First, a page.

A few weeks after my Vundle post, I stumbled upon a plugin manager called vim-plug. It sounded very promising and I checked it out. Until today I didn’t go back to Vundle. This is almost half a year ago and I think it’s time to write something up about this amazing plugin manager.
In this article we will discover one of the greatest and most widely used plugins in the vim world: CtrlP. It covers a similar area like NERDTree, because it helps you to find and open files very quickly. The magic behind this plugin is it’s fuzzy search engine. You can type in any region of a file path and the fuzzy search matches it to possible files and directory parts. The more matches there are, the higher it is ranked in the results. This means, that you don’t need to type in the beginning of a filepath, but it can be any arbitrary part of the path. Of course you want to type in those parts that make a file unique to match it as fast as possible. With some practice it is a highly efficient way of navigate to files. Of course NERDTree and other tree views have their right to exist, but CtrlP is far more useful in most situations.
This time we look into an alternative for NERDTree, which is called netrw. Thanks to aguerosantiale, who put my attention onto it. Both plugins serve the same purpose, but they behave fundamentaly different in archiving this.
So the first question you will probably ask is: “why use netrw, if I’m already familiar with NERDTree?”. The biggest plus for netrw is, that you don’t have to download anything. If you set nocampatible in your .vimrc you are able to use it. So if you are on a different machine, for example connected via ssh, you are able to use netrw. The second point is, that vim is very reactive by nature, but if you have too many plugins running at the same time, you could destroy this attribute. So it’s always good to use something, what is already there.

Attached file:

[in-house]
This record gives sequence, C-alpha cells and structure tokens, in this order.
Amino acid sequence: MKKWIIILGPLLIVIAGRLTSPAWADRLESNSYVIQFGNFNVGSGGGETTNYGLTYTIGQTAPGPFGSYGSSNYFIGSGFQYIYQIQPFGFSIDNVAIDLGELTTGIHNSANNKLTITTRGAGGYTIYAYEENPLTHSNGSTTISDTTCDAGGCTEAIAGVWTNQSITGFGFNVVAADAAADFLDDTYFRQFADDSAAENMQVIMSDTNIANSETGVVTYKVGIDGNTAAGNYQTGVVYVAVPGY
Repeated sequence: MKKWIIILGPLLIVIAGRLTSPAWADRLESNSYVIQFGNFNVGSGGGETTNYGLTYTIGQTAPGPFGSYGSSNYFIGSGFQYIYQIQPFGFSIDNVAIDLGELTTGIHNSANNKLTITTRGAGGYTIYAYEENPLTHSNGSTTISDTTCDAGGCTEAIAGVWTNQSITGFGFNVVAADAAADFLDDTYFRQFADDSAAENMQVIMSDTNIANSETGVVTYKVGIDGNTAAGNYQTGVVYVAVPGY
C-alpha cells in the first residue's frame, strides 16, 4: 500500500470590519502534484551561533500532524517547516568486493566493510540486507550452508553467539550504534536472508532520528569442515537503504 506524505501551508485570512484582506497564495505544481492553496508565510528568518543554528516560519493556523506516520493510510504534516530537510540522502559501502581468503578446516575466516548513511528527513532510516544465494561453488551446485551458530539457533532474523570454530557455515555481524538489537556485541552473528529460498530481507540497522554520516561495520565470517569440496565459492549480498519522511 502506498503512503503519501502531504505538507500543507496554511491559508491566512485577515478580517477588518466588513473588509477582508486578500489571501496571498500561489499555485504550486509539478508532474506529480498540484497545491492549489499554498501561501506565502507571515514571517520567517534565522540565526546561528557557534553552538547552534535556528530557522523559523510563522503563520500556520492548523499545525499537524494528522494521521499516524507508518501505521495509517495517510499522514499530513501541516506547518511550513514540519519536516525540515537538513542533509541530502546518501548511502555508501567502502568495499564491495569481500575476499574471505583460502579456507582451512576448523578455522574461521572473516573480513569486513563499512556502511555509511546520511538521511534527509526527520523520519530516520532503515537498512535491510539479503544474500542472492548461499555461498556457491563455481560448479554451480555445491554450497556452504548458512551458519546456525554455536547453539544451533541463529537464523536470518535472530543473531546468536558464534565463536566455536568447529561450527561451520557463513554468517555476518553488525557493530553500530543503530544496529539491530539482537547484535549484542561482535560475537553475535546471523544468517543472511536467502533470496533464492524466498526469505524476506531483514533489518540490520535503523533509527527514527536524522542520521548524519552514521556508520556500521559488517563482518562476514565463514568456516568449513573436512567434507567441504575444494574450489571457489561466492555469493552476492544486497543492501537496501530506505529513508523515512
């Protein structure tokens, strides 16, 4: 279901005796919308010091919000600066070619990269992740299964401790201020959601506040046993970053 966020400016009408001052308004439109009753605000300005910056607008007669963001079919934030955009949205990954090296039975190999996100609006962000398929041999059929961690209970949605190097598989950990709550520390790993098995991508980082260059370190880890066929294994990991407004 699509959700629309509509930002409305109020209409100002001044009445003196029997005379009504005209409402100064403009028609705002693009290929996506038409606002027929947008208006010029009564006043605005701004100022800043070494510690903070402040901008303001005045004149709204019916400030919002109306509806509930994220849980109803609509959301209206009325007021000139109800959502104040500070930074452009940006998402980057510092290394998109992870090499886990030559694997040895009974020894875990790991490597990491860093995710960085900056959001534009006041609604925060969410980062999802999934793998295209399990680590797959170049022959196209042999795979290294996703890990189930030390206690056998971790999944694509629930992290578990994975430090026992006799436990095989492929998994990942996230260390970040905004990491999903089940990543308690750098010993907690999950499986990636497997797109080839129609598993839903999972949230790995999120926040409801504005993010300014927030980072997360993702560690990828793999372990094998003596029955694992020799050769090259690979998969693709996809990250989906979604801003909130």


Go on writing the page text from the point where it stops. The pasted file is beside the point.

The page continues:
Hey everyone, this time we will cover a plugin called NERDTree. This is the kind of addition, which shows the file system with all it’s files and sub folders. It is a great tool to keep an overview, when working on a project or a big set of files.
To start of this series properly, we need a plugin manager, to handle all our plugins and keep them up to date. Vundle is one common option, but there are some more to choose from. Two more big players in this business are NeoBundle and Pathogen. I didn’t looked too deep into the last two plugin managers. To be honest, I never tried out something else than Vundle and I think the reason is that I never felt uncomfortable or missed something. So I never felt in need of getting another plugin manager and in this post I want to show you why.